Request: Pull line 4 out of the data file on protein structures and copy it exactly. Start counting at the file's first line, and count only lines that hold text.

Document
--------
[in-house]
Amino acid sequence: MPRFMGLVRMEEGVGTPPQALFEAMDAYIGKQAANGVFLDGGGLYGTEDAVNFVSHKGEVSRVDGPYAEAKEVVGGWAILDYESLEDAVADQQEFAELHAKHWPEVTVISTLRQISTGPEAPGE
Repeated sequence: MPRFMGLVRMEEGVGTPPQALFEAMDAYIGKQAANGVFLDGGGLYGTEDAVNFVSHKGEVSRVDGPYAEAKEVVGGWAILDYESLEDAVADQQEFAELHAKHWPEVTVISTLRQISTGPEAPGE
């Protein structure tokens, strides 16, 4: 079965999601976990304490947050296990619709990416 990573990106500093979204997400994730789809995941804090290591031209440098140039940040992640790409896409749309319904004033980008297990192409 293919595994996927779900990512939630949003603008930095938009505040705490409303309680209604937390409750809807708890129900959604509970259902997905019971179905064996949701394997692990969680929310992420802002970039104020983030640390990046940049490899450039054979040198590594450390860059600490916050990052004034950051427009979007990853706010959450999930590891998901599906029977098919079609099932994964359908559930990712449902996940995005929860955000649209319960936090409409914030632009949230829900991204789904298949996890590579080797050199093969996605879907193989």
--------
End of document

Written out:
């Protein structure tokens, strides 16, 4: 079965999601976990304490947050296990619709990416 990573990106500093979204997400994730789809995941804090290591031209440098140039940040992640790409896409749309319904004033980008297990192409 293919595994996927779900990512939630949003603008930095938009505040705490409303309680209604937390409750809807708890129900959604509970259902997905019971179905064996949701394997692990969680929310992420802002970039104020983030640390990046940049490899450039054979040198590594450390860059600490916050990052004034950051427009979007990853706010959450999930590891998901599906029977098919079609099932994964359908559930990712449902996940995005929860955000649209319960936090409409914030632009949230829900991204789904298949996890590579080797050199093969996605879907193989």